Given the social, clinical, and economic benefits of single-payer health care, the only barrier would seem to be that of political feasibility. Indeed, adoption of a single-payer health care system will be challenging in today’s economic climate and in a country seemingly dedicated to a free-market ideology. Yet many current social programs faced similar political obstacles at the time of adoption, including Social Security and Medicare.

Ironically, today it is the disbanding of these programs that would be considered not politically feasible. Although some major stakeholders (mainly the insurance and pharmaceutical industries) may be unalterably opposed to single-payer health care, the most important and relevant stakeholders are the American people and their health care providers. It is becoming evident that these factions increasingly support a single-payer system: 65% of the United States population and 59% of American physicians voiced this opinion in recent polls (7, 8). Finally, while there are major cost concerns regarding the proposed increased role for the private insurance industry in covering just some of the uninsured, a single payer system would cover all comprehensively (something no other proposed system can claim) at a cost no higher than we are currently spending, and potentially significantly less, if the experience of other industrialized nations is any guide. The time for true universal health coverage is now, and the best path to universal coverage is through single-payer health insurance.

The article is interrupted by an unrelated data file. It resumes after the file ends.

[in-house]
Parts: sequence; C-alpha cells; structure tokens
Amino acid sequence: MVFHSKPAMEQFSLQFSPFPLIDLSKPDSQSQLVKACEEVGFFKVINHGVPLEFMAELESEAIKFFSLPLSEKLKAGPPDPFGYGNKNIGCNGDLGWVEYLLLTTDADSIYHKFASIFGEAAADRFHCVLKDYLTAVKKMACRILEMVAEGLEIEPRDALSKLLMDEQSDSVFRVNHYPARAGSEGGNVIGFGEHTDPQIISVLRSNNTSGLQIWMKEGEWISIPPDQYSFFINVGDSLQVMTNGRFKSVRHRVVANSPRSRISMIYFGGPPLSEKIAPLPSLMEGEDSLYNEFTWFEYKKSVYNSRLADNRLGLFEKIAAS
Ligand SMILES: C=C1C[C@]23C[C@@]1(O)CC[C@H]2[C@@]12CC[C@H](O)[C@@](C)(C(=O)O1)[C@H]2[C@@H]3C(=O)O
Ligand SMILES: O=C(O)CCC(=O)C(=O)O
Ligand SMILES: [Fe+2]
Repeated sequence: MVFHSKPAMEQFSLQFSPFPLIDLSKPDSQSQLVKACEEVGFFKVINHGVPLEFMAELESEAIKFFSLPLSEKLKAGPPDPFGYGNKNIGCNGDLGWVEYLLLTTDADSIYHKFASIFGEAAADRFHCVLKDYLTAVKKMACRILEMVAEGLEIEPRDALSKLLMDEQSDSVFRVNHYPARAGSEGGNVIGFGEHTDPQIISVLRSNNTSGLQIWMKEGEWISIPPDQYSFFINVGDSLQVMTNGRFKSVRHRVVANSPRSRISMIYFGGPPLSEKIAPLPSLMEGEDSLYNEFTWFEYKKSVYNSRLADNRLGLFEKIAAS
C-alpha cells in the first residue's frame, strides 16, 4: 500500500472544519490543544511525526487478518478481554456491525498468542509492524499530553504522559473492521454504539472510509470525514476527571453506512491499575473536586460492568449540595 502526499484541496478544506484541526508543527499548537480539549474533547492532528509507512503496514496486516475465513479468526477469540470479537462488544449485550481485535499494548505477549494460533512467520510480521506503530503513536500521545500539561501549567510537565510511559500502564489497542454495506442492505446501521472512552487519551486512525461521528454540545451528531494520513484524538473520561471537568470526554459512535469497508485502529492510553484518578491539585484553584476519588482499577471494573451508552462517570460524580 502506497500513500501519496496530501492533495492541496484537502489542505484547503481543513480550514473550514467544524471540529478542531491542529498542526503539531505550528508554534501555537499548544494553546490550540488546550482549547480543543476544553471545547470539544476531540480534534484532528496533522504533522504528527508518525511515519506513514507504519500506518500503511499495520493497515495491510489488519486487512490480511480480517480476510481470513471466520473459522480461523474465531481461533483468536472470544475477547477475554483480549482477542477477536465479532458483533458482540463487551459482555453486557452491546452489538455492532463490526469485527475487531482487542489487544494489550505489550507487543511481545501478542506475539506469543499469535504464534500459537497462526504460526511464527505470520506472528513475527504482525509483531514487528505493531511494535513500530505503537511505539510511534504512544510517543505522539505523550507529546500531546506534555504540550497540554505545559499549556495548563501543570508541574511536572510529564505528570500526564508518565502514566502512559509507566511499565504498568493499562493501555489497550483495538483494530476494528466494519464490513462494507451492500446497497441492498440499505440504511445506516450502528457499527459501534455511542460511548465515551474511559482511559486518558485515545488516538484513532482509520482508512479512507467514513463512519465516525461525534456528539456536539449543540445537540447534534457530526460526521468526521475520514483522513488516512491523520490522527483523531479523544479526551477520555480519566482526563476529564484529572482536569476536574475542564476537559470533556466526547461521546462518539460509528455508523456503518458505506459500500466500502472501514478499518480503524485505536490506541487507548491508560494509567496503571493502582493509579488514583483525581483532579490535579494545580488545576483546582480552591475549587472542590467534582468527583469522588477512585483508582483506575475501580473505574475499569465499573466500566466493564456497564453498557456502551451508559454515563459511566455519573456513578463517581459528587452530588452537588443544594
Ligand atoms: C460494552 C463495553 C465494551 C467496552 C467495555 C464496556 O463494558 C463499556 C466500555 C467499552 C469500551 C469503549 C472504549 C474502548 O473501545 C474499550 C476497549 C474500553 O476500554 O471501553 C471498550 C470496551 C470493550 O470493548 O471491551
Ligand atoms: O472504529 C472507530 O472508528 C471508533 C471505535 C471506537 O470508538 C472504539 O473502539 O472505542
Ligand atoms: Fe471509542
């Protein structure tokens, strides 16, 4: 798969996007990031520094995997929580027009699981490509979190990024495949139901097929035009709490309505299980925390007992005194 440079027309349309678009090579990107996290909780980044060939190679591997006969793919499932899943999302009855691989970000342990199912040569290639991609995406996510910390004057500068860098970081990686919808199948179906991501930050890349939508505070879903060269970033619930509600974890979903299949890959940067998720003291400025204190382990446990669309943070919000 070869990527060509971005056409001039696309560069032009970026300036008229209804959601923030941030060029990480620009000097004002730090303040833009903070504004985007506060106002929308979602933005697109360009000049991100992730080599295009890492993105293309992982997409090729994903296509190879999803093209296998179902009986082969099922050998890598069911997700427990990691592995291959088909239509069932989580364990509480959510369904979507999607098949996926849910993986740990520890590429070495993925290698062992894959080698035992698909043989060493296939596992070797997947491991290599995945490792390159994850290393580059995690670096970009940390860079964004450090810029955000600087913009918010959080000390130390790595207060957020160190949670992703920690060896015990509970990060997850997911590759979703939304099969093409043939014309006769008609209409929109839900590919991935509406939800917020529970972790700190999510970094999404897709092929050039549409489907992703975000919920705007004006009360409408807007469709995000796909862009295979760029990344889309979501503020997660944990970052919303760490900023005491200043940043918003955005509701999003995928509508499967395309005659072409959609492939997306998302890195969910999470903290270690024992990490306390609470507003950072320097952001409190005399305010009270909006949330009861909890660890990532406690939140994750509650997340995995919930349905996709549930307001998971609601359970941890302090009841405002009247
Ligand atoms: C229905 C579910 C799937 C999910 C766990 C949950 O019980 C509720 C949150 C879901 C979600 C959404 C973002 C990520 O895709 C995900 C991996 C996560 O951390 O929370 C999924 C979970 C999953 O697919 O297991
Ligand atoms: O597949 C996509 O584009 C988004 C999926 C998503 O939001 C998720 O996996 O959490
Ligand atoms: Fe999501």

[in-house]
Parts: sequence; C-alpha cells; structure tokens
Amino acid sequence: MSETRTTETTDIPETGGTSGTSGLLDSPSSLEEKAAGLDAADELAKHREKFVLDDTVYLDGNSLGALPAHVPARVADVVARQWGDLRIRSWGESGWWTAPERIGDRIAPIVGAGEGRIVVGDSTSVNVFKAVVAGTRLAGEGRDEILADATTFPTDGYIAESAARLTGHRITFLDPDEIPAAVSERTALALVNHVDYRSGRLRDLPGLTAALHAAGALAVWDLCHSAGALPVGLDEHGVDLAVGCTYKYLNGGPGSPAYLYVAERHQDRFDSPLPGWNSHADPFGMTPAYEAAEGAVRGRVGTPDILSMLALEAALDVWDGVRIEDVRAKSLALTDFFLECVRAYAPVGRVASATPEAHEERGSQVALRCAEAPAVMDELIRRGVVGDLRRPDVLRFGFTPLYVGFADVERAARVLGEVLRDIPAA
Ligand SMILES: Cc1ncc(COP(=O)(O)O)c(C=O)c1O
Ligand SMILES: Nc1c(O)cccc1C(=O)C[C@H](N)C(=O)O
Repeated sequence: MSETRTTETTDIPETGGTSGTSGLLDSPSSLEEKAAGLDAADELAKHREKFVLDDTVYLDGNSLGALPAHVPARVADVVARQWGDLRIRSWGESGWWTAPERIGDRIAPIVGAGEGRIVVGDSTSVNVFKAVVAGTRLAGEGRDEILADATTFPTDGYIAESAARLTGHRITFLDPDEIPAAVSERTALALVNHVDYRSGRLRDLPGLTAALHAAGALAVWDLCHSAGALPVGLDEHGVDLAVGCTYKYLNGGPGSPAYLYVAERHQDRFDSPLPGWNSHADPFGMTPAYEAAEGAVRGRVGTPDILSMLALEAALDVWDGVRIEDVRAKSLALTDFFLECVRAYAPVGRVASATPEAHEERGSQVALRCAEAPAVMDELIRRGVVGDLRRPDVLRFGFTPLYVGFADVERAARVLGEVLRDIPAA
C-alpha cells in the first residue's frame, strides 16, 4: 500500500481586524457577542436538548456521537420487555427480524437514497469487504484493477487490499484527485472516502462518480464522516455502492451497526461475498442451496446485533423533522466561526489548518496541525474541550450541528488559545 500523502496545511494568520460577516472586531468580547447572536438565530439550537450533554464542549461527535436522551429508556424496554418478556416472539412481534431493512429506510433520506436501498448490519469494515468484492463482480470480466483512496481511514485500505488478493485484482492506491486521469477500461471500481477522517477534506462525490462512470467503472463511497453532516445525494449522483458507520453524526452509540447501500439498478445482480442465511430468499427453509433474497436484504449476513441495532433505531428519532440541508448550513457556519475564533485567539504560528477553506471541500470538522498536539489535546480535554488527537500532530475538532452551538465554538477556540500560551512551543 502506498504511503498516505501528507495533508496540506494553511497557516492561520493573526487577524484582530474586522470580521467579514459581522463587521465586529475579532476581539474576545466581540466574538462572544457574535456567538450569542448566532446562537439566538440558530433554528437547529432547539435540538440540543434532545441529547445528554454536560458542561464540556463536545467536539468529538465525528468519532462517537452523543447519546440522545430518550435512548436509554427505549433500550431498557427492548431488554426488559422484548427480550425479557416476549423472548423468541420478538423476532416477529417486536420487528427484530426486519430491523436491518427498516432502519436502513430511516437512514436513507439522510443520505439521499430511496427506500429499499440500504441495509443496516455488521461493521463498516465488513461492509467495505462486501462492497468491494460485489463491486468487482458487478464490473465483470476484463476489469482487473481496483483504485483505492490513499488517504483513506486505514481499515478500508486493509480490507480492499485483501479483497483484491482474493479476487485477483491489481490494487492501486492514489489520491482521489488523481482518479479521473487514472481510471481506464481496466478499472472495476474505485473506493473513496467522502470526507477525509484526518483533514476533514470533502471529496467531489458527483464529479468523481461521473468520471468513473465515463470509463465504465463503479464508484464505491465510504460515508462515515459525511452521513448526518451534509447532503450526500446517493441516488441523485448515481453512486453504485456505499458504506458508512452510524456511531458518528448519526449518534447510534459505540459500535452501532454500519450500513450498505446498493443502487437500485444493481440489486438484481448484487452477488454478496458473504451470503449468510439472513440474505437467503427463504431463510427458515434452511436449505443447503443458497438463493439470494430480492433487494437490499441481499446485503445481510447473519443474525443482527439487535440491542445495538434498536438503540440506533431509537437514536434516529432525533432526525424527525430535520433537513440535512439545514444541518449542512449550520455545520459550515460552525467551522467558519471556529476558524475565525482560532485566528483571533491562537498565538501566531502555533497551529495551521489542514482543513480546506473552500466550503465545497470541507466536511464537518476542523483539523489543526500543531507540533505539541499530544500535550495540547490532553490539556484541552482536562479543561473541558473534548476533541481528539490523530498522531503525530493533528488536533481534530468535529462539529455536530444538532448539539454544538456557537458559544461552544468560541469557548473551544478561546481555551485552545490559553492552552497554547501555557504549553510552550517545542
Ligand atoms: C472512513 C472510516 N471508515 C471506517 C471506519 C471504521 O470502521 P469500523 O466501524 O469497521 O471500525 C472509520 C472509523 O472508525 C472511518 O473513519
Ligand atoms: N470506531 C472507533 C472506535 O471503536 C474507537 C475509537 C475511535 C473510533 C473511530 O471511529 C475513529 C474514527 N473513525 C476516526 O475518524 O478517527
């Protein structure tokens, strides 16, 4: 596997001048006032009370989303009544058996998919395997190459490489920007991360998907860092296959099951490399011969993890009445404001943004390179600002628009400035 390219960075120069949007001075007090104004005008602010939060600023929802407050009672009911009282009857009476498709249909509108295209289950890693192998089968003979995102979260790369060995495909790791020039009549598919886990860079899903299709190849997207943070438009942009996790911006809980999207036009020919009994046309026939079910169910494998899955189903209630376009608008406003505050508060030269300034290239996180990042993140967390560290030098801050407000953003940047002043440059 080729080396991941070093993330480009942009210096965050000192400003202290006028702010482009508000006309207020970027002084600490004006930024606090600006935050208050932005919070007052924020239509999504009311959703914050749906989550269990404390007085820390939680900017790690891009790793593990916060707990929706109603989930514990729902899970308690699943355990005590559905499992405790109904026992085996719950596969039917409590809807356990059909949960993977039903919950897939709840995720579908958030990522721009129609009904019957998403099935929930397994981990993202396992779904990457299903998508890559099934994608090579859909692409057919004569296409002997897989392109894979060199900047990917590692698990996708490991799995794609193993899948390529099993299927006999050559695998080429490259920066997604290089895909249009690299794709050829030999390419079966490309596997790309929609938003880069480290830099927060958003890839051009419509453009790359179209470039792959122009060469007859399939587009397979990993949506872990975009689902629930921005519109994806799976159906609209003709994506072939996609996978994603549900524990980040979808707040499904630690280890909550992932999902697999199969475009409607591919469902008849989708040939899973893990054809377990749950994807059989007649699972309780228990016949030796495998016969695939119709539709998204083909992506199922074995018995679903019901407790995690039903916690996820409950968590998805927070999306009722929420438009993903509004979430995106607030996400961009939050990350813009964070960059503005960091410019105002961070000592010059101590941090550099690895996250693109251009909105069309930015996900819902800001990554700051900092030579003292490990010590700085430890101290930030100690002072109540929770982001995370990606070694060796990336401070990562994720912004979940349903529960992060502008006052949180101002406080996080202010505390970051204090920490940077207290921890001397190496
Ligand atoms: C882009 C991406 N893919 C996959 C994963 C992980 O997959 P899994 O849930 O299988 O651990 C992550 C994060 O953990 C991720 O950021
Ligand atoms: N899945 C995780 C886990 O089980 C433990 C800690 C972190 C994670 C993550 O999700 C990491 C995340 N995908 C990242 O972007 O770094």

John A. Day, Jr., M.D.
Day Kimball Hospital
Putnam, Connecticut
University of Massachusetts Medical School
Worcester, Massachusetts

Conflict of Interest Statement: The author does not have a financial relationship with a commercial entity that has an interest in the subject of this manuscript.


1. Kuttner R. Market-based failure—a second opinion on U.S. health care costs. N Engl J Med 2008;358:549-551.

2. Woolhandler S, Campbell T, Himmelstein DU. Costs of health care administration in the United States and Canada. N Engl J Med 2003; 349:768-775.

3. Treo Solutions. Costs, commitment and locality: a comparison of forprofit and not-for-profit health plans. Inquiry 2004;41:116-129.

4. Himmelstein DU, Warren E, Thorne D, Woolhandler S. Illness and injury as contributors to bankruptcy. Health Aff (Millwood) 2006;25:w74-w83.

5. Woolhandler S, Himmelstein DU, Angell M, Young QD. Proposal of the physicians’ working group for single-payer national health insurance. JAMA 2003;290:798-805.

6. Ginsburg JA, Doherty RB, Ralston JF Jr, Senkeeto N. Achieving a high-performance health care system with universal access: what the United States can learn from other countries. Ann Intern Med 2008; 148:55-75.

7. The Associated Press/Yahoo Poll. WAVE2 conducted by knowledge networks. [Accessed May 14, 2009] Available from:

8. Carroll AE, Ackermann RT. Support for national health insurance among U.S. physicians: 5 years later. Ann Intern Med 2008;148:566.

Am J Respir Crit Care Med Vol 180. pp 920—922, 2009